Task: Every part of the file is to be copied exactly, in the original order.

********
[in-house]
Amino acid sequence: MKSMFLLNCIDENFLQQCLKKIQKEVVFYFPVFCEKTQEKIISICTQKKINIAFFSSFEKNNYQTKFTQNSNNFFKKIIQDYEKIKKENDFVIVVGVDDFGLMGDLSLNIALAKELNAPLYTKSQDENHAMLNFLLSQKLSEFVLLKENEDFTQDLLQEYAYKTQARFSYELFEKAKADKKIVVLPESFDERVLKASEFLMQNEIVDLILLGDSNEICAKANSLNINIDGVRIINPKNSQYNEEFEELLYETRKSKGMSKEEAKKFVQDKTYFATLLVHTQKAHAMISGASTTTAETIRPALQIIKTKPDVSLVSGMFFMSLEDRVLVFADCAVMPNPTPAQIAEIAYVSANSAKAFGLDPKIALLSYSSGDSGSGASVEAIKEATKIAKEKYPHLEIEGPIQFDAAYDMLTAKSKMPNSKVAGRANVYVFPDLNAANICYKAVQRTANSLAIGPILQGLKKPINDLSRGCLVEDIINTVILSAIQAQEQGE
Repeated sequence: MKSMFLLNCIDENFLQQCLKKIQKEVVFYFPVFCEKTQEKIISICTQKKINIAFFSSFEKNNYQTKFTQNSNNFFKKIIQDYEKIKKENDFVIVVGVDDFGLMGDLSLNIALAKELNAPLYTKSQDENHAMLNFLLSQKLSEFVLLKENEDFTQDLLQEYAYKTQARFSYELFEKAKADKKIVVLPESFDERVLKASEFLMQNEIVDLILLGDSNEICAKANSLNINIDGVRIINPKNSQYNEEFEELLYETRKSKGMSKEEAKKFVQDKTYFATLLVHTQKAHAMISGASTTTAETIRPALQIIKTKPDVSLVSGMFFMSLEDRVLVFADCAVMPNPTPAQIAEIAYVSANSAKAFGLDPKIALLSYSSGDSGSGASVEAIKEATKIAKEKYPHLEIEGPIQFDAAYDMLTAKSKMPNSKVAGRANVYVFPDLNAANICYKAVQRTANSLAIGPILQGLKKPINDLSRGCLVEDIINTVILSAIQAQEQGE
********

[in-house]
Amino acid sequence: MKSMFLLNCIDENFLQQCLKKIQKEVVFYFPVFCEKTQEKIISICTQKKINIAFFSSFEKNNYQTKFTQNSNNFFKKIIQDYEKIKKENDFVIVVGVDDFGLMGDLSLNIALAKELNAPLYTKSQDENHAMLNFLLSQKLSEFVLLKENEDFTQDLLQEYAYKTQARFSYELFEKAKADKKIVVLPESFDERVLKASEFLMQNEIVDLILLGDSNEICAKANSLNINIDGVRIINPKNSQYNEEFEELLYETRKSKGMSKEEAKKFVQDKTYFATLLVHTQKAHAMISGASTTTAETIRPALQIIKTKPDVSLVSGMFFMSLEDRVLVFADCAVMPNPTPAQIAEIAYVSANSAKAFGLDPKIALLSYSSGDSGSGASVEAIKEATKIAKEKYPHLEIEGPIQFDAAYDMLTAKSKMPNSKVAGRANVYVFPDLNAANICYKAVQRTANSLAIGPILQGLKKPINDLSRGCLVEDIINTVILSAIQAQEQGE
Repeated sequence: MKSMFLLNCIDENFLQQCLKKIQKEVVFYFPVFCEKTQEKIISICTQKKINIAFFSSFEKNNYQTKFTQNSNNFFKKIIQDYEKIKKENDFVIVVGVDDFGLMGDLSLNIALAKELNAPLYTKSQDENHAMLNFLLSQKLSEFVLLKENEDFTQDLLQEYAYKTQARFSYELFEKAKADKKIVVLPESFDERVLKASEFLMQNEIVDLILLGDSNEICAKANSLNINIDGVRIINPKNSQYNEEFEELLYETRKSKGMSKEEAKKFVQDKTYFATLLVHTQKAHAMISGASTTTAETIRPALQIIKTKPDVSLVSGMFFMSLEDRVLVFADCAVMPNPTPAQIAEIAYVSANSAKAFGLDPKIALLSYSSGDSGSGASVEAIKEATKIAKEKYPHLEIEGPIQFDAAYDMLTAKSKMPNSKVAGRANVYVFPDLNAANICYKAVQRTANSLAIGPILQGLKKPINDLSRGCLVEDIINTVILSAIQAQEQGE